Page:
Matthew Heineman’s tribute to the heroic journalist Marie Colvin.By: Lauren Stannard
Matthew Heineman seamlessly transitioned from directing and producing documentaries to a narrative film withA Private War. In the film, Matthew, best known for “Cartel Land” and “City of Ghosts”, shares the story of Marie Colvin, an American journalist who was a foreign affairs correspondent for The Sunday Times. Matthew and Marie share the strong value of maintaining the authenticity of their subject’s personal life, as well as the depictions of the war zones they’ve covered. This goal, which Matthew referred to as his “North Star,” guided him through the writing, directing and production of the film.
Marie Colvin is powerfully played by Rosamund Pike who transforms herself to capture the journalist’s tough exterior, as well as her raw emotional state. Rosamund is strongly supported by Jamie Dorman who plays Paul Conroy, a freelance photographer and filmmaker that worked closely with Marie. Jamie and his cast were fortunate to have Paul on set for the production. Paul’s involvement undoubtedly aided in the genuineness of the film.
Greenwich International Film Festival hosted a sold-out screening of A Private War on January 16th. GIFF is fortunate to feature talent like award-winning director Matthew Heineman, who provided more insight into his work on A Private War in the Q&A below.
1. What was your “relationship” with Marie Colvin’s journalism and this story before embarking on making this film?
I knew of Marie’s legendary work and reputation as a renowned war correspondent. I felt an enormous kinship to her being a documentary filmmaker and admired how she approached storytelling: focusing on the human side of reporting on conflicts. However, I didn’t know many of the nuances of her life so I started researching Marie almost like I would a documentary.
2. Your background is documentary – what are the substantial differences in approaching a narrative film like this? And do you think perhaps the similarities are more nuanced for a story like this – as of course it’s a true story about a real person.
My doc work is run-and-gun vérité style, where I am either alone or with a small crew. Depending on the day, A Private War had well over a hundred crew members, so that transition was definitely one of the most profound for me as a director. But my background was vital in how I approached this story. Authenticity was my North Star in regards to Marie’s personal life, but also with the depictions of the war zones she traveled to. I tried to create an environment on set that allowed for improvisation and vérité moments to occur.
3. Talk me through the process of casting – did you always know Rosamund Pike was your Marie and Jamie Dornan your Paul Conroy?
I felt like Rosamund came after the role as if Marie was going after an article, and I knew almost immediately that she should play the part. I also really wanted someone who was going to get their hands dirty and treat me as an equal (given that it was my first narrative film), and I got both of those things in spades. She spent so much time researching Marie to understand her physically and mentally and worked for months with a dialect coach and dancer to get her voice and physicality right to transform into the role. It was incredible to see. It was a similar story with Jamie Dornan. I had gotten to know Paul Conroy during the research phase, so when I met Jamie, it was uncanny how similar they were in many ways—they’re both incredibly funny, but thoughtful and self-deprecating too. Jamie, like Roz, spent so much time preparing for the role.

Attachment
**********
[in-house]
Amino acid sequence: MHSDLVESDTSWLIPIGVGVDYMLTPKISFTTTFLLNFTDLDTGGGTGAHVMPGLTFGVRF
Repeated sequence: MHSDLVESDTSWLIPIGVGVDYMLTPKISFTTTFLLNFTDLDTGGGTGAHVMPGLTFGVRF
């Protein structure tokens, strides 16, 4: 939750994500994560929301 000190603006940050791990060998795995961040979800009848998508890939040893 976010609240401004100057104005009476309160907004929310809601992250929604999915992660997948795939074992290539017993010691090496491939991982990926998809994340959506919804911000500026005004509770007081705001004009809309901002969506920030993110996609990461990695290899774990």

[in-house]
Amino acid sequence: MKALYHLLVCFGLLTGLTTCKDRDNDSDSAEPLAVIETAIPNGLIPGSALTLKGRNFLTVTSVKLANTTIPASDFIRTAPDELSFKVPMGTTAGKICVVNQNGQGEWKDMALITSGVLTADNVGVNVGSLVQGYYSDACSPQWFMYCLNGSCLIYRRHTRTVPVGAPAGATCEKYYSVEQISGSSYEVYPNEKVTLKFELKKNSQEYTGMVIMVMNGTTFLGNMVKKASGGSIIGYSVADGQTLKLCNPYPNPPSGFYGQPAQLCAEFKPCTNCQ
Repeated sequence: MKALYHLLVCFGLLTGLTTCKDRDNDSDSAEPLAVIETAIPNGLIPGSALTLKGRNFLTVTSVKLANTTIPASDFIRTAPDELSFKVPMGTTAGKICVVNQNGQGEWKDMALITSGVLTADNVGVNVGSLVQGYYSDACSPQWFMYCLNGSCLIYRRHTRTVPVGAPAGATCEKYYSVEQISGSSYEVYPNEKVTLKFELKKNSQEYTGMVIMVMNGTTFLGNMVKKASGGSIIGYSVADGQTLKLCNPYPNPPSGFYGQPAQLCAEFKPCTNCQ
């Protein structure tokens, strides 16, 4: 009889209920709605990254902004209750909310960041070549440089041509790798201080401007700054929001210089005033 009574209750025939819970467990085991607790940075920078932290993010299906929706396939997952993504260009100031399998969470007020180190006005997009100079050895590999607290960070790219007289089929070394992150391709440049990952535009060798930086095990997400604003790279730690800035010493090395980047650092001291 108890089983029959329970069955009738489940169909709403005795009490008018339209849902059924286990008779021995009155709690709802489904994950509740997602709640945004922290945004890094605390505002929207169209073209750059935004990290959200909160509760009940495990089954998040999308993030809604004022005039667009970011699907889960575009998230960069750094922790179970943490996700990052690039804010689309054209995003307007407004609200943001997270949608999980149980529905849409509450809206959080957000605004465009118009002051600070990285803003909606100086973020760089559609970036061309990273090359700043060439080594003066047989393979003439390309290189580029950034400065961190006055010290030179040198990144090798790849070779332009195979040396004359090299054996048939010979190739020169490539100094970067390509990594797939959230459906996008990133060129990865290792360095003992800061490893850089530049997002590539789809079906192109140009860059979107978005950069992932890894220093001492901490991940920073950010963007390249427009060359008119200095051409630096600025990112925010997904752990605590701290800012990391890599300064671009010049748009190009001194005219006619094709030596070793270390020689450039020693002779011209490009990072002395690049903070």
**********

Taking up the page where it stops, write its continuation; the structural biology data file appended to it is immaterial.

But, unlike Roz, he had the privilege of having Paul on-set during production. He was such an inspiration to Jamie and to all of us really.
4. I know a lot of the refugees and locals depicted in the film were non-actors – can you talk me through the process of casting those roles and working with non-actors?
I tried to bring as much of my documentary ethos into my first narrative as possible. A big part of that was casting predominantly non-actors in all the war zones. We shot them in Jordan, and I spent weeks interviewing and casting refugees from the various war zones we were depicting, whether it be Sri Lanka, Iraq, Afghanistan, Libya, or Syria. I really wanted to create a heightened emotional state on set and surround the cast with people that had real stories and authentic emotions from atrocities they experienced.
5. What has been the response from the people who worked with and knew Marie best?
It has been incredibly rewarding to the show the film to Marie’s family and closest friends and colleagues. I think, for many, it is an incredibly difficult watch because her death is still so raw. But, overwhelmingly, I think people are blown away by Roz’s transformation into Marie. I’ll never forget an email I received from her sister a few days after seeing a rough cut which talked about how amazing it was to have her sister back for 2 hours and how much she missed her. That really touched me. It was also really emotional and meta for Paul Conroy watching Rosamund play his dear friend everyday on set. [He wrote about this for THR: https://bit.ly/2QoqOgj]
6. Is there a quote or a moment in the film that you think best encapsulates Marie?
“…Covering a war means going into places torn by chaos, destruction, death and pain, and trying to bear witness to that. I care about the experience of those most directly affected by war, those asked to fight and those who are just trying to survive. Going to these places, finding out what is happening, is the only way to get at the truth. Despite all the videos you see on television, what’s on the ground has remained remarkably the same for the past 100 years. Craters. Burnt houses. Women weeping for sons and daughters. Suffering. In my profession, there is no chance of unemployment. The real difficulty is having enough faith in humanity to believe that someone will care.”